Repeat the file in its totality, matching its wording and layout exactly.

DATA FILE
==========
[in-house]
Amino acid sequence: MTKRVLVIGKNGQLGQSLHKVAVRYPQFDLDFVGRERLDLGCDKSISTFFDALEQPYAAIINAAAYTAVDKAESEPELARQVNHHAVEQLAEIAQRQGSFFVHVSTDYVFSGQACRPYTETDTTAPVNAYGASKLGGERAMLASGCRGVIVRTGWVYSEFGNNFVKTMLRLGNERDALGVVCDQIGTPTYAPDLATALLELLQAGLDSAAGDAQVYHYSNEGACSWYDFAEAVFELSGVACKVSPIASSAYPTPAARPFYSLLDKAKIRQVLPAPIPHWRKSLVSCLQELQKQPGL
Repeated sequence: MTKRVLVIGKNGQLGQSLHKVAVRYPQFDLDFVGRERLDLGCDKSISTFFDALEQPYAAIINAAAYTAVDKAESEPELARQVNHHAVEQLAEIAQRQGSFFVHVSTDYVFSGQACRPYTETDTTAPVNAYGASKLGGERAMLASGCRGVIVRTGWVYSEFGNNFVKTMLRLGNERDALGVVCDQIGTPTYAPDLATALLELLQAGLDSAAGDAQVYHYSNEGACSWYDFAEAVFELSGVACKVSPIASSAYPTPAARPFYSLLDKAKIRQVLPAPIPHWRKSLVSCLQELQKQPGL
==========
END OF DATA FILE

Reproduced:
[in-house]
Amino acid sequence: MTKRVLVIGKNGQLGQSLHKVAVRYPQFDLDFVGRERLDLGCDKSISTFFDALEQPYAAIINAAAYTAVDKAESEPELARQVNHHAVEQLAEIAQRQGSFFVHVSTDYVFSGQACRPYTETDTTAPVNAYGASKLGGERAMLASGCRGVIVRTGWVYSEFGNNFVKTMLRLGNERDALGVVCDQIGTPTYAPDLATALLELLQAGLDSAAGDAQVYHYSNEGACSWYDFAEAVFELSGVACKVSPIASSAYPTPAARPFYSLLDKAKIRQVLPAPIPHWRKSLVSCLQELQKQPGL
Repeated sequence: MTKRVLVIGKNGQLGQSLHKVAVRYPQFDLDFVGRERLDLGCDKSISTFFDALEQPYAAIINAAAYTAVDKAESEPELARQVNHHAVEQLAEIAQRQGSFFVHVSTDYVFSGQACRPYTETDTTAPVNAYGASKLGGERAMLASGCRGVIVRTGWVYSEFGNNFVKTMLRLGNERDALGVVCDQIGTPTYAPDLATALLELLQAGLDSAAGDAQVYHYSNEGACSWYDFAEAVFELSGVACKVSPIASSAYPTPAARPFYSLLDKAKIRQVLPAPIPHWRKSLVSCLQELQKQPGL